So, the lesson for today: there is nothing preventing you from using magick to help out in any situation, but you should carefully consider whether or not magick would be the best option. Take into consideration every factor you can think of and everyone involved, including others and you. People might not want the spell worked, and their wishes could affect the outcome. Look at your own condition. If you’re working magick when you’re sick, angry, depressed or in any way not feeling your best, chances are that will affect your magick. Magick is a wonderful aspect of life, but not every situation calls for magick. You’ll know when one does.

Current Moon Phase for Sept. 11th – Waxing Crescent

Crescent Moon

(waxing/44% illumination)

During this Moon phase, there is a slight slowing down of enthusiasm due to an emerging desire to produce tangible results from the energy being expended. The issue of values enters into the equation and an urge to tie together the data available so that you can utilize current opportunities. There is still plenty of forward motion, and this is a great time to continue initiating and progressing forward. This Moon phase favors gaining more information and the input of others to further your plans.

Current Moon Phase for Aug. 12 – Waxing Crescent

Crescent Moon

(waxing/38% illumination)

During this Moon phase, there is a slight slowing down of enthusiasm due to an emerging desire to produce tangible results from the energy being expended. The issue of values enters into the equation and an urge to tie together the data available so that you can utilize current opportunities. There is still plenty of forward motion, and this is a great time to continue initiating and progressing forward. This Moon phase favors gaining more information and the input of others to further your plans.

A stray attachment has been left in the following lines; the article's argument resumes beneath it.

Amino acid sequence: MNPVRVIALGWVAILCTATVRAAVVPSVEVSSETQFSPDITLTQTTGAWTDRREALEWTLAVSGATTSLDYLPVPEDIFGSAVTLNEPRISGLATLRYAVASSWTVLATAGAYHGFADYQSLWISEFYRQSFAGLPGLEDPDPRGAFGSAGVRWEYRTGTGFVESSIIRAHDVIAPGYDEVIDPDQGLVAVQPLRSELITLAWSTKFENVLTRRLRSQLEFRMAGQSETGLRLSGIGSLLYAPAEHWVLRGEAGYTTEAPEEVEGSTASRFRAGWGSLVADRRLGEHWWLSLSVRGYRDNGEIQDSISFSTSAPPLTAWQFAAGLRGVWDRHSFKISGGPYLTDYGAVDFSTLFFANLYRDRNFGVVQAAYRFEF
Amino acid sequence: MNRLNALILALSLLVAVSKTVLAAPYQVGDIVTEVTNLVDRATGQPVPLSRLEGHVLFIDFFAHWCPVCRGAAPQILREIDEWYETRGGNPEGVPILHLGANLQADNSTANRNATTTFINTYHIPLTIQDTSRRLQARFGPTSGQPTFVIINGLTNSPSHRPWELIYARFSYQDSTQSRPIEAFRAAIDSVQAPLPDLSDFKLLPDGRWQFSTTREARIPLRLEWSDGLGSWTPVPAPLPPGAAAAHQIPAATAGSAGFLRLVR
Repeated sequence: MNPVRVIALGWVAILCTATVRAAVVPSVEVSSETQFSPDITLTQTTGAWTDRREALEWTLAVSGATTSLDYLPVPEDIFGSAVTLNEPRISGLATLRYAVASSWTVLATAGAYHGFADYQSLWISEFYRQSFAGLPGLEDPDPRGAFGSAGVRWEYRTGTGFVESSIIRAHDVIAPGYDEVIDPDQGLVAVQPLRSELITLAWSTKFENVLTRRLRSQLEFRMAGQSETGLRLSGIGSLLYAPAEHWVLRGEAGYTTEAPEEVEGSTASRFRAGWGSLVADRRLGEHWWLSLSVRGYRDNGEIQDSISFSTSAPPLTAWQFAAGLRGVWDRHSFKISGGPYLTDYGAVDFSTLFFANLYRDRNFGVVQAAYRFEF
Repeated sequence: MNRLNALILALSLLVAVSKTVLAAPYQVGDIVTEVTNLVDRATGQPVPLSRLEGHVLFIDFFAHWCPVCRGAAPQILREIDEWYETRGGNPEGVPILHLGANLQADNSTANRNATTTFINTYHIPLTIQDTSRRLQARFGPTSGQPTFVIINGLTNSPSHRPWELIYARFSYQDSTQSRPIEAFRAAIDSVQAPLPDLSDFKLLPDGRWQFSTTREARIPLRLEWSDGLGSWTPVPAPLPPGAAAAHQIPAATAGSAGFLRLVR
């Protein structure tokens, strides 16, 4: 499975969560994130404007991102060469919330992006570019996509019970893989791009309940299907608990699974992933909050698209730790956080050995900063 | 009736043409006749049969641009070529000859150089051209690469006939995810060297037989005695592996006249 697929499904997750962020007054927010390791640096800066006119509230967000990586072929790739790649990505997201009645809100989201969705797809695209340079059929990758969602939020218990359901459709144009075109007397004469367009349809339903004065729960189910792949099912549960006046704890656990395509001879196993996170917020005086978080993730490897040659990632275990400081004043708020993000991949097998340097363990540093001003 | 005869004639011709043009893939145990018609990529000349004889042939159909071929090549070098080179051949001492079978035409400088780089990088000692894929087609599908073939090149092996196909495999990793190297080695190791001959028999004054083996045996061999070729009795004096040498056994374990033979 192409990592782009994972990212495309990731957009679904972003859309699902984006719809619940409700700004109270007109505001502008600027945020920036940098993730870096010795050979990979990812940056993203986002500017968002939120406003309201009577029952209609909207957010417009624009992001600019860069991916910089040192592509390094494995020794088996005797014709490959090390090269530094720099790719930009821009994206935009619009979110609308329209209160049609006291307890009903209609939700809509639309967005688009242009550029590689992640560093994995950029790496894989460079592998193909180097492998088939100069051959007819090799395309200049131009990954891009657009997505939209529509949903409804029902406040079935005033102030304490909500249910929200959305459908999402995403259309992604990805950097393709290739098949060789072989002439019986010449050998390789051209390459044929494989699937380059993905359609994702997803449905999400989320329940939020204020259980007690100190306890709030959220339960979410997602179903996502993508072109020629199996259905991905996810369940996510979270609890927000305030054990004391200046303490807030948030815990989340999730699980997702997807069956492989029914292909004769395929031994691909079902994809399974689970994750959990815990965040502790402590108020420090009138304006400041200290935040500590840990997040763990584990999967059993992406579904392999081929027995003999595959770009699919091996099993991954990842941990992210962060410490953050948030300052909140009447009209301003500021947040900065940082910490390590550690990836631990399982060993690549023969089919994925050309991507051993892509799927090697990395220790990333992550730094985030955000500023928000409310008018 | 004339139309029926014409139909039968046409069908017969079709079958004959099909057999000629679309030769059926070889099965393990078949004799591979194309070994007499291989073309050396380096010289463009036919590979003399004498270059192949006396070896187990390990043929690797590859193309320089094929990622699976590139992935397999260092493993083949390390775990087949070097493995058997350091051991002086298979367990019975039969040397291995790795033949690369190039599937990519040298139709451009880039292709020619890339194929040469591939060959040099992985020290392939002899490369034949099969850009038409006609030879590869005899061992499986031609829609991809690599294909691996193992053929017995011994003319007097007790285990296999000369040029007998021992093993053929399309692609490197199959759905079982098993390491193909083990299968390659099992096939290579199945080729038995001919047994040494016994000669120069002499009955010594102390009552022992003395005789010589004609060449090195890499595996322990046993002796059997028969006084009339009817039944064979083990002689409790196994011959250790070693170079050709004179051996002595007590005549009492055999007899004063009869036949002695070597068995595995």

Simple Passing Ceremony for a Pet

Simple Passing Ceremony for a Pet

Supplies:

One purple candle, holy water, Oreo cookie, one favored pet toy, stalks of fresh mint. NOTE: Purple is the color associated with the dead. The Orea cookie, with its white and black coloring stands for the darkness before the Fire Mother and the Light of Spirit. (It also happened to be my pet’s favorite food). Mint is used to banish negative energy as well as provide protection for the spirit of the deceased during his or her journey to the Summerland.

Instructions: Band the stalks of the mint together with string or a rubber band. Lightly crush the mint, once, in your hand. Dip the leaves in the holy water and sprinkle over the altar, then sprinkle around the area in a clockwise direction. Return to the altar. Sprinkle the candle (avoiding the wick). Hold the candle in your hands and close your eyes. Think of your pet being happy in an environment that he is or she loved. In your mind, surround your pet with favorite toys and food. Know that your pet is safe and in the arms of the Goddess and God. Focus loving energy into the candle. Take a deep breath, relax and open your eyes. Place the candle back on the altar and light, saying:

 

“I love you and I release you to the happy,

loving place where Your Spirit belongs.”